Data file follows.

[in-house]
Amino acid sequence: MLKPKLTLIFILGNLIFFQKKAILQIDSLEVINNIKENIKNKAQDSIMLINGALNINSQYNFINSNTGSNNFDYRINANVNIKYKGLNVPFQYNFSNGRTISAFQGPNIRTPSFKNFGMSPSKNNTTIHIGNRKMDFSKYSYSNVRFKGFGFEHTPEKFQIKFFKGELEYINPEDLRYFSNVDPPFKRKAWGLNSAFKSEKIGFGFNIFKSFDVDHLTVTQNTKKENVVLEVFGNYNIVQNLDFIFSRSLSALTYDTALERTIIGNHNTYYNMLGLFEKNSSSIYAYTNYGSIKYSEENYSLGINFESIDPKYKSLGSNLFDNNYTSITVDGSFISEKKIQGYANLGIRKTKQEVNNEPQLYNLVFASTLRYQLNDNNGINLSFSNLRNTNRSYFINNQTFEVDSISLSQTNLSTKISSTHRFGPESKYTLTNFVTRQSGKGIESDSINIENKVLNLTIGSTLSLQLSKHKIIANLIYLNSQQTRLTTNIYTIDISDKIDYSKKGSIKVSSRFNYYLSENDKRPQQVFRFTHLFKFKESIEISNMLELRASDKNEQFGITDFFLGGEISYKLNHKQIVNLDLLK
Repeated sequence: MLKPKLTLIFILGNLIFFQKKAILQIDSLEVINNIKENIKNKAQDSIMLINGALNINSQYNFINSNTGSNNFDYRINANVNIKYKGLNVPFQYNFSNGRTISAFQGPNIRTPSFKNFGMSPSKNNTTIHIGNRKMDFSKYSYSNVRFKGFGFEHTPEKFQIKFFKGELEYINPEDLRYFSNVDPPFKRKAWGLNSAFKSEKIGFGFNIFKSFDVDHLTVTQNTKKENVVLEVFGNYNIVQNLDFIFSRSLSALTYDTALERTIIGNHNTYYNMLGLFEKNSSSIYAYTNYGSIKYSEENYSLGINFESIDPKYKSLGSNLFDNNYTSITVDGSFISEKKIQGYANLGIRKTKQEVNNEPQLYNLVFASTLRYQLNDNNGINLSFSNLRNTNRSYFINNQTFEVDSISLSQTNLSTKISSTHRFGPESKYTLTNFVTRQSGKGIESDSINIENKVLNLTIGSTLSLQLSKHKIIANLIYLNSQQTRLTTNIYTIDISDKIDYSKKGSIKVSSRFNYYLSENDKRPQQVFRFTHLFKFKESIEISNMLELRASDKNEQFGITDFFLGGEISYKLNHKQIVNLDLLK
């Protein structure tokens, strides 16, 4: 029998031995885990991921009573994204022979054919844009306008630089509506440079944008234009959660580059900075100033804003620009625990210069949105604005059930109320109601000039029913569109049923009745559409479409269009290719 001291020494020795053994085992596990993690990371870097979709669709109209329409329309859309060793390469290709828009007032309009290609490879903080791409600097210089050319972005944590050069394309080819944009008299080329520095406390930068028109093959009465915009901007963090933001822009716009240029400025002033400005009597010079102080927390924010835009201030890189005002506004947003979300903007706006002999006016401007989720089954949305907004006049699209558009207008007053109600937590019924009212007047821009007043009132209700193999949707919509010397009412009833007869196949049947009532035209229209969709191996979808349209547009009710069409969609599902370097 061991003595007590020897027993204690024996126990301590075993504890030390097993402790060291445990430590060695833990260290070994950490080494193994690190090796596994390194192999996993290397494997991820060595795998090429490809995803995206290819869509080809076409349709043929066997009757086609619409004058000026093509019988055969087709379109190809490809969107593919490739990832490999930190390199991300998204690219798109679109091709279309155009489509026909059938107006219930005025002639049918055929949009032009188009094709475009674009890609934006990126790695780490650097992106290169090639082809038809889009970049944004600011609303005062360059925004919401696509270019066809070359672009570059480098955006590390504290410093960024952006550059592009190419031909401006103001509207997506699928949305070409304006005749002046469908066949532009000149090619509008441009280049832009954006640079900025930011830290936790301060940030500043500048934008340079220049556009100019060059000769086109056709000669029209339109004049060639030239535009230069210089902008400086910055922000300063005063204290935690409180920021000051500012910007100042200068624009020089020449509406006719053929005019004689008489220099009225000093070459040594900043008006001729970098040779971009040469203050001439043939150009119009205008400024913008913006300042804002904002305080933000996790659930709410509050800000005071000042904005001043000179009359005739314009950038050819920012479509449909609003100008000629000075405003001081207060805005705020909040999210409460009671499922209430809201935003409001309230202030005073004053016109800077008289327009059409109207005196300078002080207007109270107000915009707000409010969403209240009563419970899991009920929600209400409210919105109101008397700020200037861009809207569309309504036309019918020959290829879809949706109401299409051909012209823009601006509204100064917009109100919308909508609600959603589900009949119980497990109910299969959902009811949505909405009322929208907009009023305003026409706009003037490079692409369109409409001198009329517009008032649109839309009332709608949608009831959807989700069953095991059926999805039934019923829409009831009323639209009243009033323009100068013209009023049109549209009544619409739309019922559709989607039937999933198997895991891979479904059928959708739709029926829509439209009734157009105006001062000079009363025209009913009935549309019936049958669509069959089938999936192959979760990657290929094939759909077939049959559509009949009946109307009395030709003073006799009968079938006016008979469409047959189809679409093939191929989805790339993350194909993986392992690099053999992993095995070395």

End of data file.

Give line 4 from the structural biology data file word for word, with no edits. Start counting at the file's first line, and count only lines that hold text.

């Protein structure tokens, strides 16, 4: 029998031995885990991921009573994204022979054919844009306008630089509506440079944008234009959660580059900075100033804003620009625990210069949105604005059930109320109601000039029913569109049923009745559409479409269009290719 001291020494020795053994085992596990993690990371870097979709669709109209329409329309859309060793390469290709828009007032309009290609490879903080791409600097210089050319972005944590050069394309080819944009008299080329520095406390930068028109093959009465915009901007963090933001822009716009240029400025002033400005009597010079102080927390924010835009201030890189005002506004947003979300903007706006002999006016401007989720089954949305907004006049699209558009207008007053109600937590019924009212007047821009007043009132209700193999949707919509010397009412009833007869196949049947009532035209229209969709191996979808349209547009009710069409969609599902370097 061991003595007590020897027993204690024996126990301590075993504890030390097993402790060291445990430590060695833990260290070994950490080494193994690190090796596994390194192999996993290397494997991820060595795998090429490809995803995206290819869509080809076409349709043929066997009757086609619409004058000026093509019988055969087709379109190809490809969107593919490739990832490999930190390199991300998204690219798109679109091709279309155009489509026909059938107006219930005025002639049918055929949009032009188009094709475009674009890609934006990126790695780490650097992106290169090639082809038809889009970049944004600011609303005062360059925004919401696509270019066809070359672009570059480098955006590390504290410093960024952006550059592009190419031909401006103001509207997506699928949305070409304006005749002046469908066949532009000149090619509008441009280049832009954006640079900025930011830290936790301060940030500043500048934008340079220049556009100019060059000769086109056709000669029209339109004049060639030239535009230069210089902008400086910055922000300063005063204290935690409180920021000051500012910007100042200068624009020089020449509406006719053929005019004689008489220099009225000093070459040594900043008006001729970098040779971009040469203050001439043939150009119009205008400024913008913006300042804002904002305080933000996790659930709410509050800000005071000042904005001043000179009359005739314009950038050819920012479509449909609003100008000629000075405003001081207060805005705020909040999210409460009671499922209430809201935003409001309230202030005073004053016109800077008289327009059409109207005196300078002080207007109270107000915009707000409010969403209240009563419970899991009920929600209400409210919105109101008397700020200037861009809207569309309504036309019918020959290829879809949706109401299409051909012209823009601006509204100064917009109100919308909508609600959603589900009949119980497990109910299969959902009811949505909405009322929208907009009023305003026409706009003037490079692409369109409409001198009329517009008032649109839309009332709608949608009831959807989700069953095991059926999805039934019923829409009831009323639209009243009033323009100068013209009023049109549209009544619409739309019922559709989607039937999933198997895991891979479904059928959708739709029926829509439209009734157009105006001062000079009363025209009913009935549309019936049958669509069959089938999936192959979760990657290929094939759909077939049959559509009949009946109307009395030709003073006799009968079938006016008979469409047959189809679409093939191929989805790339993350194909993986392992690099053999992993095995070395």